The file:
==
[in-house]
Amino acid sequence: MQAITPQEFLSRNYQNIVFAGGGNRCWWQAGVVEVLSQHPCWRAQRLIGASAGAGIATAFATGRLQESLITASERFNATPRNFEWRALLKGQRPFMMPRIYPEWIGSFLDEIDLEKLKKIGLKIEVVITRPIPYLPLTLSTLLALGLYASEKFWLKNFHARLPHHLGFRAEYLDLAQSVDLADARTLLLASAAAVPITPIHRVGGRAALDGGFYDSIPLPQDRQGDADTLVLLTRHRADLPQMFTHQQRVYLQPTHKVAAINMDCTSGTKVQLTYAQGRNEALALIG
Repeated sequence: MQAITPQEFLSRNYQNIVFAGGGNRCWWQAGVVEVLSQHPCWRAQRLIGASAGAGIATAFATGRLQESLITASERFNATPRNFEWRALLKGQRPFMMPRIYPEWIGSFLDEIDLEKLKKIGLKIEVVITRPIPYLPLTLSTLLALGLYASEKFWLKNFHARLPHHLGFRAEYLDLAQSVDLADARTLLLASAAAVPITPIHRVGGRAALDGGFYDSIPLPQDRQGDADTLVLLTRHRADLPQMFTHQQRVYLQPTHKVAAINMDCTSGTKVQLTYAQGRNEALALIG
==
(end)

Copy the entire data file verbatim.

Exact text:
[in-house]
Amino acid sequence: MQAITPQEFLSRNYQNIVFAGGGNRCWWQAGVVEVLSQHPCWRAQRLIGASAGAGIATAFATGRLQESLITASERFNATPRNFEWRALLKGQRPFMMPRIYPEWIGSFLDEIDLEKLKKIGLKIEVVITRPIPYLPLTLSTLLALGLYASEKFWLKNFHARLPHHLGFRAEYLDLAQSVDLADARTLLLASAAAVPITPIHRVGGRAALDGGFYDSIPLPQDRQGDADTLVLLTRHRADLPQMFTHQQRVYLQPTHKVAAINMDCTSGTKVQLTYAQGRNEALALIG
Repeated sequence: MQAITPQEFLSRNYQNIVFAGGGNRCWWQAGVVEVLSQHPCWRAQRLIGASAGAGIATAFATGRLQESLITASERFNATPRNFEWRALLKGQRPFMMPRIYPEWIGSFLDEIDLEKLKKIGLKIEVVITRPIPYLPLTLSTLLALGLYASEKFWLKNFHARLPHHLGFRAEYLDLAQSVDLADARTLLLASAAAVPITPIHRVGGRAALDGGFYDSIPLPQDRQGDADTLVLLTRHRADLPQMFTHQQRVYLQPTHKVAAINMDCTSGTKVQLTYAQGRNEALALIG